By RJ Young
FOX Sports Writer
BIRMINGHAM, Ala. — For many United States Football League players, seeing their names on roster flip cards and sharing with their families the joy of pursuing their football dreams is thrilling enough.
For players like Philadelphia Stars Maurice Alexander Jr., who caught eight passes for 87 yards and two touchdowns in his team’s first win, it means making a name for himself.
On the team and on Twitter, he’s “Hard Time.” His grandmother, Sandra Terry, gave him that nickname after her daughter, Kevia Morrison, was hospitalized for three days and spent eight hours in labor birthing him.
“When I was first born,” Alexander told FOX Sports, “my mom had to have an emergency (Cesarean) section, and throughout that she was in labor for more than eight hours because my umbilical cord got wrapped around my neck. My grandmama was there through the whole time, and she named me ‘Hard Time.’”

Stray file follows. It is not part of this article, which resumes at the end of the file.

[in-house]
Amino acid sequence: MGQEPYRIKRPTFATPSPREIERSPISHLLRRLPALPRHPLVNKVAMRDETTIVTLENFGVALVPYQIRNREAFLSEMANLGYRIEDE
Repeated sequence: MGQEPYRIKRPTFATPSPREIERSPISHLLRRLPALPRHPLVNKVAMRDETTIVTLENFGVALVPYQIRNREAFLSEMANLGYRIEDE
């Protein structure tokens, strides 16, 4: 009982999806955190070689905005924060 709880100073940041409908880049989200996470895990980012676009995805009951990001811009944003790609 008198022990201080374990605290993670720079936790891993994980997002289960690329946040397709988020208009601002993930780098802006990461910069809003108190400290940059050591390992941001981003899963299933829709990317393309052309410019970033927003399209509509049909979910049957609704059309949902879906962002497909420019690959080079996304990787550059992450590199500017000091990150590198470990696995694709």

Alexander is one of nearly 300 USFL players with a name and story worth unpacking.
Here is RJ Young’s Inaugural USFL All-Name Team:
Woody Brandom, TE, Generals, Sam Houston State
No, he is not named after the “Toy Story” character, though he is named for a fictional person — sort of.
His given first name is Woodman.
“My mom loved the character ‘Woody’ on the TV show ‘Cheers,'” Brandom told FOX Sports, “and my dad knew someone with the name Woodman. So, they named me Woodman and have always been called Woody.”
Brandom bears a striking resemblance to Rob Gronkowski. He gets a real kick out of that, having been associated with Gronk and his position since high school.